Biennial screening for colorectal cancer using faecal occult blood testing has been shown to reduce the relative risk of mortality from colorectal cancer.
The Norwich screening centre commenced screening in 2006 and so far has diagnosed over 350 patients with colorectal cancer.
Dr Courtney and colleagues compared the stage at diagnosis and cancer-specific mortality and survival in patients diagnosed through screening with a cohort of symptomatic patients with colorectal cancer within the same age range.
A comparative analysis was undertaken of all screen-detected colorectal cancer patients diagnosed between 2006 and 2010, with an age-matched group of patients diagnosed in the Norfolk and Norwich Hospital through the 2-week suspected colorectal cancer guidelines.
|16 patients in the screening group had evidence of metastatic disease at presentation|
The doctors noted that 356 cases of colorectal cancer were diagnosed through the screening program, in patients with an age range of 60–79 years.
In the same time period, 292 patients in the same age range were diagnosed with colorectal cancer through the 2-week suspected colorectal cancer pathway.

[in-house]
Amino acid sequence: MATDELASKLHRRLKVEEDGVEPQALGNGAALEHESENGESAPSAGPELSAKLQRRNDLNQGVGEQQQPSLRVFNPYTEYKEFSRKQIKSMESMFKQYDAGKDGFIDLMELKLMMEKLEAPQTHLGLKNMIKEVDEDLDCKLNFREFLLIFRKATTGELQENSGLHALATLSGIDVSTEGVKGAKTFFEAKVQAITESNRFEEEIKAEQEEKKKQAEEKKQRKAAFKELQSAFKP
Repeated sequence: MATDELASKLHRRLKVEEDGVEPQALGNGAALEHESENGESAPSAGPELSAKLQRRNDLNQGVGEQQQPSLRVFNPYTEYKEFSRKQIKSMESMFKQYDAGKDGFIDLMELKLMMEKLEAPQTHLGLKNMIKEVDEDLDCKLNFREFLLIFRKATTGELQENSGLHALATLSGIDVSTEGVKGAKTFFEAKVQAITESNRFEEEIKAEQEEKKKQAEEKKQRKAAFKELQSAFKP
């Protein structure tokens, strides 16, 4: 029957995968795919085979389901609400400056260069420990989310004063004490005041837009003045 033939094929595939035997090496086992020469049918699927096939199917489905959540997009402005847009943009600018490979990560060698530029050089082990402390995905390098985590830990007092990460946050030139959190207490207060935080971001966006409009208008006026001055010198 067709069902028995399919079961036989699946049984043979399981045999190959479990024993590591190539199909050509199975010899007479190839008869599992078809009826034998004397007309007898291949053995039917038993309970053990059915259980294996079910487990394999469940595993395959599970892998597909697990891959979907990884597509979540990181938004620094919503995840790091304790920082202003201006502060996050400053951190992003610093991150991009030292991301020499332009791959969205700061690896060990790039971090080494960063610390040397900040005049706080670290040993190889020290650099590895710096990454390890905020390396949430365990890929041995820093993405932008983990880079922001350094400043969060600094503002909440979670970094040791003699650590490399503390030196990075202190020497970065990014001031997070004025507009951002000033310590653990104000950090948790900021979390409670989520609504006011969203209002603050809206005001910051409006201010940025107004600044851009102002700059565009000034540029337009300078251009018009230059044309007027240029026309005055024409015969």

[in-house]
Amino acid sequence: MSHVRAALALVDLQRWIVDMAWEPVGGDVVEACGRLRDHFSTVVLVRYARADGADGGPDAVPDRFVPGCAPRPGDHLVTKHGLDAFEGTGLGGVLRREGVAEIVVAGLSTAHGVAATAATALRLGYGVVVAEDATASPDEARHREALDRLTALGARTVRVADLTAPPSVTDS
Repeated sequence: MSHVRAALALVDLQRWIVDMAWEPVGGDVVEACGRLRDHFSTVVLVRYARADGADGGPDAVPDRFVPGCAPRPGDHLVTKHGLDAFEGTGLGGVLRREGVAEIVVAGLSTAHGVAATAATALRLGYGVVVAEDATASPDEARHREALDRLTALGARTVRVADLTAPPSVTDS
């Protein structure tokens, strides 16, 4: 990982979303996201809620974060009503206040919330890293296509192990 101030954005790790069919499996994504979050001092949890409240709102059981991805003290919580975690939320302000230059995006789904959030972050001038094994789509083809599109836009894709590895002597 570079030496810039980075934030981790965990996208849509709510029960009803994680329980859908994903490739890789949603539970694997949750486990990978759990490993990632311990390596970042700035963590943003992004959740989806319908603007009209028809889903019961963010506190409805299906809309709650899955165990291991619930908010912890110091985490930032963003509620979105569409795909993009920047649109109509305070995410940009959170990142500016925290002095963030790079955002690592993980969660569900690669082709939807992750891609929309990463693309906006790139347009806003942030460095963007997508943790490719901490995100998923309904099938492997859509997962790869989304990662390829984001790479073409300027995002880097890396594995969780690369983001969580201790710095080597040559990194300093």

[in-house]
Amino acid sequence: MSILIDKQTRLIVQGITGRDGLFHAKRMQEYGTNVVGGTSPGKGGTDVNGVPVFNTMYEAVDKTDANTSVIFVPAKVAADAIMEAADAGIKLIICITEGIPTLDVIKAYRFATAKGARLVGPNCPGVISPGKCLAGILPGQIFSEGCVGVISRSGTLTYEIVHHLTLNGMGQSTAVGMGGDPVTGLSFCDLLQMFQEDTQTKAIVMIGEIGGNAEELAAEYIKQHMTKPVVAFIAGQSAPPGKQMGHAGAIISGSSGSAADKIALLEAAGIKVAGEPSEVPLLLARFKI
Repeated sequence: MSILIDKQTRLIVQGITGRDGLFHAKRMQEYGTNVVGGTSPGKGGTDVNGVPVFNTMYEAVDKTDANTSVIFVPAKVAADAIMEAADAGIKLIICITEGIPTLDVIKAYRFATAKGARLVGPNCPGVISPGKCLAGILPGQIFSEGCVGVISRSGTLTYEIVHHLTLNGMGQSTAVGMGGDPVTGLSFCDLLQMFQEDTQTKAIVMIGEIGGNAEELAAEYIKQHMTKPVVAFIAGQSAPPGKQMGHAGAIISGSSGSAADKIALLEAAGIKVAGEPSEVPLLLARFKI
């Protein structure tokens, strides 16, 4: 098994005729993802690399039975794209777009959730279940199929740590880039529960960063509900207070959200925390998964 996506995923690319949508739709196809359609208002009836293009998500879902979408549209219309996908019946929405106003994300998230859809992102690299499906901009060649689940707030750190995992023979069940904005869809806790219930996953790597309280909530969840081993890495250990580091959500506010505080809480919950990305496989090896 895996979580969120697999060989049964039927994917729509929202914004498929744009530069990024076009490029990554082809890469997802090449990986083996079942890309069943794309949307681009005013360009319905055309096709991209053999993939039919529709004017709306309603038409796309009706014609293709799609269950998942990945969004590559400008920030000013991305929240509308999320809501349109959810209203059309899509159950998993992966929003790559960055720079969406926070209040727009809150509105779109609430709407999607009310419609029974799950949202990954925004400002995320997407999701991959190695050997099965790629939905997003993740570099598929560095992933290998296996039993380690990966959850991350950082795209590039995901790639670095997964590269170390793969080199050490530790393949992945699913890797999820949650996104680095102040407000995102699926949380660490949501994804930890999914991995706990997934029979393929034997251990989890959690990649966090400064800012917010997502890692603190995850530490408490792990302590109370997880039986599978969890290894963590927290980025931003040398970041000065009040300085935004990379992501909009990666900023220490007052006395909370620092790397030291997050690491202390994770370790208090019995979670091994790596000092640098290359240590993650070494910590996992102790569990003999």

The research team found that 16 patients in the screening group had evidence of metastatic disease at presentation compared with 62 in the symptomatic group.
The proportion of T1/T2 and Dukes A cancers was significantly greater in the screening group.
The team of doctors noted that there were 21 colorectal cancer-related deaths in the screening group compared with 66 in the symptomatic group.
Survival analysis curves showed significantly better survival in the screening group.
Dr Courtney's team concluded, "Screening for colorectal cancer identifies cancers at a significantly earlier stage than in symptomatic patients, with subsequent improvement in cancer-specific survival."